Iran is sending materials to Russia to help Moscow build a drone manufacturing plant that could be operational next year, part of a “deepening” military partnership between the two countries, the Biden administration said Friday. Officials also said that Tehran provided hundreds of armed drones to Russia last month for Moscow’s war in Ukraine.
Warning of growing defense ties between Iran and Russia, the Biden administration released a satellite photo of what it believes is the planned location of a drone production plant in the Alabuga special economic zone in the Russian republic of Tatarstan.
The White House also described how Iranian-made drones are transported to Russia, releasing a graphic to illustrate the route. The drones are “shipped across the Caspian Sea, from Amirabad, Iran, to Makhachkala, Russia, and then used operationally by Russian forces against Ukraine,” John Kirby, spokesperson for the White House National Security Council, said in a statement.
“As of May, Russia received hundreds of one-way attack UAVs, as well as UAV production-related equipment, from Iran,” added Kirby, using a military acronym for drones, unmanned aerial vehicles.
Kirby said that Russia had used Iranian drones in recent weeks to strike Kyiv, which has experienced a vast uptick in aerial attacks. He said that Moscow has been “offering Iran unprecedented defense cooperation, including on missiles, electronics, and air defense” in return for Iran’s supplying kamikaze drones to Russia.
Iran has denied that it has provided Russia with drones for the war in Ukraine but has announced plans to bolster its defense cooperation with Moscow, including purchasing Russian fighter jets and other military hardware. Russia’s embassy in Washington and Iran’s mission to the United Nations did not immediately respond to requests for comment.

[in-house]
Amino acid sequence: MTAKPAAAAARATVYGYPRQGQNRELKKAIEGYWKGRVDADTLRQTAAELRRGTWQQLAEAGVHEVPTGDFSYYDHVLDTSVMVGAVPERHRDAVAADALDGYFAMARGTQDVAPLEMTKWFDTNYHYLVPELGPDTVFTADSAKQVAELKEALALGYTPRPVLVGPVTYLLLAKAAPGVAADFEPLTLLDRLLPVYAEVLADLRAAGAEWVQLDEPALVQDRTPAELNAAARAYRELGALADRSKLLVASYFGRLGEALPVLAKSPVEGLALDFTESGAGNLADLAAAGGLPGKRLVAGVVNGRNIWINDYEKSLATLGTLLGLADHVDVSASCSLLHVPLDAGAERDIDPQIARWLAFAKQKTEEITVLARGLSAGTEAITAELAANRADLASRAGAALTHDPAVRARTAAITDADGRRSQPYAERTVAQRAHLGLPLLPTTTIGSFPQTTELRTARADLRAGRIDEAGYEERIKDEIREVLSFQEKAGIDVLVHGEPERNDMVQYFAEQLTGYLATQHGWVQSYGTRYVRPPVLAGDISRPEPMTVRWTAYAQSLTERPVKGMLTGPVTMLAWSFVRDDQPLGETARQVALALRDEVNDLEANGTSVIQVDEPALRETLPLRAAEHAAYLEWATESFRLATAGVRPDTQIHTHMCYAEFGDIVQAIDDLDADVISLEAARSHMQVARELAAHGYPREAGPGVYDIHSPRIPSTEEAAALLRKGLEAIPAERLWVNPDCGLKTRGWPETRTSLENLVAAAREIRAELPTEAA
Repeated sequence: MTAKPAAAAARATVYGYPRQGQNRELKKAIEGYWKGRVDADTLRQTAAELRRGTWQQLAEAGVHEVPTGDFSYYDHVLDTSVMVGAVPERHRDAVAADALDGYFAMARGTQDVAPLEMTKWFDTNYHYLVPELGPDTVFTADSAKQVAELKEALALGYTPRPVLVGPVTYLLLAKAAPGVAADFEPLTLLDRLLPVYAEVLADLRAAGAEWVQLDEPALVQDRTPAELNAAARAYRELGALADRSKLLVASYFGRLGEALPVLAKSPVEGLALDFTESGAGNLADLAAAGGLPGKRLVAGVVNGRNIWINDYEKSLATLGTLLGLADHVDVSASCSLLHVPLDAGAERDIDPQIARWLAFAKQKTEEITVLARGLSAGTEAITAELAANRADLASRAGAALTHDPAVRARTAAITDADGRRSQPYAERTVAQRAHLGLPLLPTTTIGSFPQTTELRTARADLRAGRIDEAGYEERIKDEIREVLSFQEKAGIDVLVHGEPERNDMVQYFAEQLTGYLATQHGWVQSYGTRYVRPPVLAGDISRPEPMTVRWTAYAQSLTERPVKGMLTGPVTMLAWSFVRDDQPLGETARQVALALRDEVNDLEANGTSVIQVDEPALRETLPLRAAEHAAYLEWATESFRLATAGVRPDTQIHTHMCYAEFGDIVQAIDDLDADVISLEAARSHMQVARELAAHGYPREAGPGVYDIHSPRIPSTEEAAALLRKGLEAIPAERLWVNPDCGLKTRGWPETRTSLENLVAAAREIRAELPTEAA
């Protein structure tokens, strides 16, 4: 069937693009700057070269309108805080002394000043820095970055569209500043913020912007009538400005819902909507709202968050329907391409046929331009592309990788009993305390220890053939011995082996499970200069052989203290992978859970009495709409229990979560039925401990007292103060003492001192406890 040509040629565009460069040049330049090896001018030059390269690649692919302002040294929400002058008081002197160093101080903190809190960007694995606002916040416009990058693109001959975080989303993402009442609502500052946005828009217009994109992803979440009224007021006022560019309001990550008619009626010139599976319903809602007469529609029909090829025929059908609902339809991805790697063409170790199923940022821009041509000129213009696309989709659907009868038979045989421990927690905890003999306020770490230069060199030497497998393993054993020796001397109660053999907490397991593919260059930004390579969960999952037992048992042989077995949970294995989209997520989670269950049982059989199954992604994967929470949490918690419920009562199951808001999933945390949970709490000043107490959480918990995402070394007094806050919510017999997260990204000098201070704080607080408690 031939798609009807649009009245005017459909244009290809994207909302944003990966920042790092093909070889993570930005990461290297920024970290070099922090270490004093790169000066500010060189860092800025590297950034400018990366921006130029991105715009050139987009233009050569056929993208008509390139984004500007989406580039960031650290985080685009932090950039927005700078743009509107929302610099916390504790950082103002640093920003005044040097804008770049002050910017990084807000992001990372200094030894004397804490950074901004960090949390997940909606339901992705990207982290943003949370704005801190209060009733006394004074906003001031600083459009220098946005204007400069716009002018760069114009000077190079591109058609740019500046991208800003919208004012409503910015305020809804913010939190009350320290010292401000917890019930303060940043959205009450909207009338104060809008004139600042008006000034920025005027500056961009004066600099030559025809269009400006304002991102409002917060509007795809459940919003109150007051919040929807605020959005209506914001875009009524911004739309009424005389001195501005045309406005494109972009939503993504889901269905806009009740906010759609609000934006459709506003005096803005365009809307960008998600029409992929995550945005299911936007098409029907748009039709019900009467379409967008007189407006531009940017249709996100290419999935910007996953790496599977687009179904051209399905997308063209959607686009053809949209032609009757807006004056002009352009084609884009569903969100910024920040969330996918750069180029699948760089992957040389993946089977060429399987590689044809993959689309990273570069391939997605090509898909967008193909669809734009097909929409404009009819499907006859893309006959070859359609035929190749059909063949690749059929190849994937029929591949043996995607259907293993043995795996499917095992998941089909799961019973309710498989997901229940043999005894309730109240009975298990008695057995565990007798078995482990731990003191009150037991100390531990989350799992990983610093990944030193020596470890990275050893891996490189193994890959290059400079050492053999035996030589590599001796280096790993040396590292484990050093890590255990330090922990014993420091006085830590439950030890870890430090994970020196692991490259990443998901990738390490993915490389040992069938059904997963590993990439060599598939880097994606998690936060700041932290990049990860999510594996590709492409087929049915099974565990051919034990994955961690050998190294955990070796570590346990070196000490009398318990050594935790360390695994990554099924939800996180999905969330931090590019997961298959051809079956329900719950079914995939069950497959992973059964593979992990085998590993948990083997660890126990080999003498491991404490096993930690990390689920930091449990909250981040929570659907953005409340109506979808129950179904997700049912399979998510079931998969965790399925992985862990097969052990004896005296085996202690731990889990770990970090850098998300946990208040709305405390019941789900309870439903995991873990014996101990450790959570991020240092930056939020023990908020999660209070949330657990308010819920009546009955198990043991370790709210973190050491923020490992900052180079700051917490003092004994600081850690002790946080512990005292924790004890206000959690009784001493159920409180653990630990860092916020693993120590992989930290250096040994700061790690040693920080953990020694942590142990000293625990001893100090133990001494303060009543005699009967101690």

In March, Iran announced a deal to buy Russian Su-35 fighter jets to replace its aging fleet of military aircraft. Iran also has expressed interest in purchasing Russian attack helicopters, radars and YAK-130 combat trainer aircraft.
“In total, Iran is seeking billions of dollars’ worth of military equipment from Russia,” Kirby said, calling the terms “a full-scale defense partnership that is harmful to Ukraine, to Iran’s neighbors, and to the international community.”
The statement was the latest example of the Biden administration releasing intelligence information publicly to try to undermine Russia’s invasion of Ukraine. The United States has imposed a series of sanctions on organizations or individuals allegedly involved in the transfer of Iranian drones to Russia and issued export controls to try to prevent Russia from obtaining electronic components needed to operate Iranian drones.
The administration also issued an advisory to “help governments and businesses put in place measures to ensure they are not inadvertently contributing to Iran’s UAV program.” Officials also said the U.S. is working to provide Ukraine with air defense systems needed to counter Russian drone and missile attacks.
Henry Rome, a senior fellow at the Washington Institute for Near East Policy, a think tank, said Iran’s provision of drones to Russia presents a "hard problem set for Western powers, given the direct air and sea routes between Iran and Russia.”
“We can try to expose and deter this activity, and over the long run complicate the relationship by restricting flows of technology," Rome said. "But these steps may take time to bear fruit.